Tag Archives: recipe

A Loved Old Cookbook and the Stories of the Women


inglenook cookbookWe’ve inherited a well-worn volume of The IngleNook Cook Book, circa 1911 (ours is black and white). The book belonged to my husband’s grandmother, then his mother, now us. She’s still living but, sadly, suffers from dementia. Every blank spot on these dog-eared pages are inked in with faded recipes for everything, including croup.  The ones written in pencil are almost beyond deciphering, and the book is full of jottings on yellowed scraps of paper. Originally compiled by Old Order Brethren women, similar to Old Order Mennonite and Amish, each recipe is attributed to sister so and so. My DH’s family is Mennonite and some of his relatives still drive horse and buggies. There are various orders of Mennonites, old, new, and many in between, I discovered when I married into these people. But back to the book. It’s a record of how women went about their daily lives,  a compilation of their history, what mattered to them, their story.

Many recipes use measurements such as ‘butter the size of an egg’ or lard the size of a walnut’ and suggest you let the baked beans, or some such dish, simmer while you make bread, visit after church, or fix the family breakfast because everyone knew about how long that took.

Old Order Mennonite Mother and infantWithin its pages are old-time cures. For chest congestion, make a salve of melted lard and camphor to rub on, or a mustard plaster, and cover with flannel. For croup in infants and small children, apply a milder camphor salve, or give equal parts of butter and honey melted together by mouth. Another remedy for croup is to slice onions very thin and sprinkle with sugar. Allow to dissolve and give the juice in teaspoonfuls frequently. This is from The Shenandoah Valley, I noted. My home base. (Old Order Mennonite Woman and baby outside the church up the road. Image by hubby. Also the one below.)

An interesting treatment for sore throat. Slice a thin piece of bacon (the assumption being that you have a hunk of your own from hog butchering which my husband remembers his family doing) and stitch this to a piece of flannel and make it black with pepper. Warm it and fasten closely around the throat. Do not remove until inflammation has been drawn to the outside. When the meat is removed, anoint throat with Vaseline and bind up in flannel until you are well. It doesn’t say what to do if you never are, but there are other treatment options.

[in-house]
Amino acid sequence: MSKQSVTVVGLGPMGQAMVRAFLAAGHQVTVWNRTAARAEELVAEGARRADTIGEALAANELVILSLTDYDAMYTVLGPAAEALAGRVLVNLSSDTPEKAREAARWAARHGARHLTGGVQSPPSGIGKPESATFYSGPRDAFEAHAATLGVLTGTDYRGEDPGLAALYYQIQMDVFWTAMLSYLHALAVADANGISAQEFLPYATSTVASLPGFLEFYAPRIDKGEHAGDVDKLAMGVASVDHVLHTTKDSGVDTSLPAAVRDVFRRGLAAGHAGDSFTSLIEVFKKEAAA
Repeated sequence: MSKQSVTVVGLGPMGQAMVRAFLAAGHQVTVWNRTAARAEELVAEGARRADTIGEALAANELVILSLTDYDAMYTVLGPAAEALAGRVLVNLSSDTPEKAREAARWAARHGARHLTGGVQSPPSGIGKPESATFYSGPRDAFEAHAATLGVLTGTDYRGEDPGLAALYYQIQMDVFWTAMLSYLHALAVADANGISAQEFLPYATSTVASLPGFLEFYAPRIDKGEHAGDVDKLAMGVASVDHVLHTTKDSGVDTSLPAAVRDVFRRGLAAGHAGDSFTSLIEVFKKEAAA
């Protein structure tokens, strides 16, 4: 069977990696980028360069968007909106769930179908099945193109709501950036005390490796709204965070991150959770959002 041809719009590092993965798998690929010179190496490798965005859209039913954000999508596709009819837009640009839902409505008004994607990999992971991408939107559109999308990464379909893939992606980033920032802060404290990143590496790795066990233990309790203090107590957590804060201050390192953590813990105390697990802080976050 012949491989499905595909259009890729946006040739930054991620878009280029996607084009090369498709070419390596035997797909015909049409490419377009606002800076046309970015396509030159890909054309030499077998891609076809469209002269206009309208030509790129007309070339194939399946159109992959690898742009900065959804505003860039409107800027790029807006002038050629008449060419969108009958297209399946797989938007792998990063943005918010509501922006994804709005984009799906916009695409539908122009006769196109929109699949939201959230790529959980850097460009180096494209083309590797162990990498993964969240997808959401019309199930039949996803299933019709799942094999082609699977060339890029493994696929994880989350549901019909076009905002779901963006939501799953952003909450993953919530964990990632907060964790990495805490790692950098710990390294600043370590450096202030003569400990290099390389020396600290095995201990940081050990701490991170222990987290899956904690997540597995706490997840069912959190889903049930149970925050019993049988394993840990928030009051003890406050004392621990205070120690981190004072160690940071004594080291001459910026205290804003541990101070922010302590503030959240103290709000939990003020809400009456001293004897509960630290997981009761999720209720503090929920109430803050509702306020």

Old Order Mennonite churchHighly evident from all the added recipes and those heavily used in the book is that my mother-in-law,  her mother, their friends and relations, loved cake. Given the hard work these country people knew, not to mention suffering through the Great Depression, a delicious freshly baked cake was a rare treat.

A Cake Recipe from (I don’t know how many ‘Greats’) Aunt Leona:

2 cups sugar, 3 eggs, 2 cups flour, 1/2 cup butter, 1 cup sweet milk, and one level Tablespoon of (I’m not sure of what). Dissolve in milk, 3 blocks of chocolate. Stir in 1/2 cup extra milk (for large cake) and cook, let cool. Got that? This is the way many recipes read. You’re just supposed to know stuff.

Grandbaby Chloe in my flower bedI love this book and the added notes, a wonderful glimpse into the past. The generations roll on, but with the awareness of those who’ve gone before them. My oldest daughter is also fascinated by this book, and my youngest grandbaby, Chloe, sat beside me as we perused its pages.

Chloe in my flower bed, image by daughter Elise. My garden and flower beds used to be my mother-in-laws. I am the caretaker now, until whoever comes after me. I hope they carry on our living legacy.

PARTY ‘TILL YOUR HEELS FLY OFF: MEGA AUTHOR BLOG HOP (STOP # 28)


Welcome to the mother of all blog tours.

TOUR RULES:
1) HAVE FUN!
2) INVITE ALL OF YOUR FRIENDS AND SPREAD THE WORD!
3) THIS TOUR STARTS: Monday, June 13, at Midnight (Arizona Time)
THIS TOUR ENDS: Monday, June 20, at Midnight (Arizona Time)